Aaron Baker

A digital media design blog.

Category: Uncategorized (page 3 of 3)

Site design revamp!

I recently revamped the design of my portfolio site. Since the early concept stage I’ve showcased before where the design was fairly monotonous and greyscale, I have decided to go with a bolder, brighter colour scheme to make the site more appealing. To this effect I have also incorporated a banner/header image at the top of the homepage for aesthetic appeal.

I have also changed the positioning of the navigation bar so that it is more central. This is to make it easier to spot quickly to minimise confusion in traversing the site.

Here’s a sneak peak at the new design:

website screenshot

I feel the red/blue theme exhibited here is more eye-catching and visually appealing than previous designs.

Design Vs. Usability

Something that has come up for me during the design process for my portfolio site is the issue of design versus usability. I have had to make a decision based on this a number of times so far.

My initial idea for the website was to take the JavaScript slider that I previously made, and apply it to the entire site. The ‘pages’ would then be laid out horizontally across the browser, and the navigation bar would scroll across them. I liked this idea as it would be something different and catch the attention of those using it. However, I have since come to the conclusion that this really isn’t the best idea for the site.

For one thing, the scrolling action would be done utilising JavaScript, rendering the page somewhat unusable to those that, for whatever reason, have disabled JavaScript in their browser. This is not good for getting the page to the widest audience possible.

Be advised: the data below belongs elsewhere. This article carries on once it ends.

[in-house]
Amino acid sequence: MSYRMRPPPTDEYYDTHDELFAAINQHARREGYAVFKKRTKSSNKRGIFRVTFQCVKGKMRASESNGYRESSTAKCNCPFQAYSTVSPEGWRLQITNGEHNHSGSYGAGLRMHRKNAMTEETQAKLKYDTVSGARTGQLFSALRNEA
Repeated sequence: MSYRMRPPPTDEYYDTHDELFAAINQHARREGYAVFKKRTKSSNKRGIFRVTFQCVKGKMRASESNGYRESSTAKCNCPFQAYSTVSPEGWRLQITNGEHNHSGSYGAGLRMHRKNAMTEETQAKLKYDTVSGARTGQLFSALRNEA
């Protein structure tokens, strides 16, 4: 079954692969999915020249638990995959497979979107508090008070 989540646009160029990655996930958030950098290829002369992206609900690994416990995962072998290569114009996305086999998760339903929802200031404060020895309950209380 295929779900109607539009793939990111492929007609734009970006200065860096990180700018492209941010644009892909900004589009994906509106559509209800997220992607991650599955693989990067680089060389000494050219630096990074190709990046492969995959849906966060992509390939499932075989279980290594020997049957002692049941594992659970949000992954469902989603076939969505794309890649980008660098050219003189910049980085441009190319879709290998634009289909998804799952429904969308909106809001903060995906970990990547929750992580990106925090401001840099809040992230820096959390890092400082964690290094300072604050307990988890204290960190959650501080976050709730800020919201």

Another problem with this side-scrolling page design would be that it would be impossible to link someone to a specific page of the site (for example, mysite.com/mywork). This is because it would all be one page, and the scrolling to different sections would be done using JavaScript functions attached to the navigation bar, rather than just hyperlinking to a different resource.

For these reasons I have decided not to pursue this design. I may however still go with a single page design, but a more traditional vertical scrolling one. I may also opt for a multi-page site.

Simple JavaScript Slider

Recently I started teaching myself basic JavaScript from online tutorials and resources. One of the products of this has been a basic content slider/carousel. I have seen many similar sliders built in jQuery, and using one of these pre-built solutions may be easier than building one from scratch in pure JavaScript, however this was done as  a learning exercise as well as to get the final product. I feel that the creation process really helped improve my coding skills, and particularly the compacting I did after it was complete and functional, whereby I stripped out a lot of extra code. I may or may not include the slider in my portfolio  website.

The slider can be found here.

Experiments with Responsive Design

A few years ago, it was commonly accepted that websites were for looking at on a computer. That was just the way things were. The mobile phone was a tool for talking, texting and playing snake, and a tablet was something you took when you were ill. It  wasn’t really until the dawn of the smartphone that people started to want to view web content on these smaller screens.

To solve this, people began to develop multiple versions of the same website aimed at different screen sizes, and while this certainly works to an extent, it has its flaws. Nowadays, for instance, the number of different devices of all different shapes and sizes makes this method simply not viable for covering every possibility.

That’s where responsive design comes in. This is a method of website design using percentage-based measurements and fluid grid layouts to adjust the presentation and arrangement of content based on the size of the viewing window. Targeting certain common widths of devices (usually utilising CSS media queries), this method can be used to serve the same website to desktop, tablet, and smartphone users alike, yet still present a custom experience to each of them.